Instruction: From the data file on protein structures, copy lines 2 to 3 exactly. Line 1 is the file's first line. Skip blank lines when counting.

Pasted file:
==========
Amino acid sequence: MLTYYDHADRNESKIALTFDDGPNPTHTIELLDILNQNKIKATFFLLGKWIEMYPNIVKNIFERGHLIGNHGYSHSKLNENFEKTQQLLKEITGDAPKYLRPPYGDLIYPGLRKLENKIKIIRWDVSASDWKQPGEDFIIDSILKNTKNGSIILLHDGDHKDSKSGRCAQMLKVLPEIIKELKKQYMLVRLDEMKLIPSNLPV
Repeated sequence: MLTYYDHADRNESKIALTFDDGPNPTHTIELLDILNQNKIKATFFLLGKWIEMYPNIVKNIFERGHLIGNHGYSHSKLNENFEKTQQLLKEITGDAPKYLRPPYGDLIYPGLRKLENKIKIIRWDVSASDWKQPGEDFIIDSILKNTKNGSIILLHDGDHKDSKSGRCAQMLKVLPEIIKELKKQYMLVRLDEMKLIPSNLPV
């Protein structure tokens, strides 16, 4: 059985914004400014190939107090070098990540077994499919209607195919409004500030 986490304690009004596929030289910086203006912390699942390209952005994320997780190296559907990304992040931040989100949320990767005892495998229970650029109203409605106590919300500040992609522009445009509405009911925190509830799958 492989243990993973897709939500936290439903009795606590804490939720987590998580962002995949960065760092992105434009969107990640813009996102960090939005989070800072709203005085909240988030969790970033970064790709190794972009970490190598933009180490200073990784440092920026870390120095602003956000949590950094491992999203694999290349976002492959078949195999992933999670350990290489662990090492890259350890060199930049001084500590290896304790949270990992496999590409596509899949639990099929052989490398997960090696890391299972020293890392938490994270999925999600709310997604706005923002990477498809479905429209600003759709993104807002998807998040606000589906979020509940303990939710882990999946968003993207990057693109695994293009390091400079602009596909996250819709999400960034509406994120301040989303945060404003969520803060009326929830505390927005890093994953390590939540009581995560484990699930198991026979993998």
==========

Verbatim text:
Repeated sequence: MLTYYDHADRNESKIALTFDDGPNPTHTIELLDILNQNKIKATFFLLGKWIEMYPNIVKNIFERGHLIGNHGYSHSKLNENFEKTQQLLKEITGDAPKYLRPPYGDLIYPGLRKLENKIKIIRWDVSASDWKQPGEDFIIDSILKNTKNGSIILLHDGDHKDSKSGRCAQMLKVLPEIIKELKKQYMLVRLDEMKLIPSNLPV
């Protein structure tokens, strides 16, 4: 059985914004400014190939107090070098990540077994499919209607195919409004500030 986490304690009004596929030289910086203006912390699942390209952005994320997780190296559907990304992040931040989100949320990767005892495998229970650029109203409605106590919300500040992609522009445009509405009911925190509830799958 492989243990993973897709939500936290439903009795606590804490939720987590998580962002995949960065760092992105434009969107990640813009996102960090939005989070800072709203005085909240988030969790970033970064790709190794972009970490190598933009180490200073990784440092920026870390120095602003956000949590950094491992999203694999290349976002492959078949195999992933999670350990290489662990090492890259350890060199930049001084500590290896304790949270990992496999590409596509899949639990099929052989490398997960090696890391299972020293890392938490994270999925999600709310997604706005923002990477498809479905429209600003759709993104807002998807998040606000589906979020509940303990939710882990999946968003993207990057693109695994293009390091400079602009596909996250819709999400960034509406994120301040989303945060404003969520803060009326929830505390927005890093994953390590939540009581995560484990699930198991026979993998």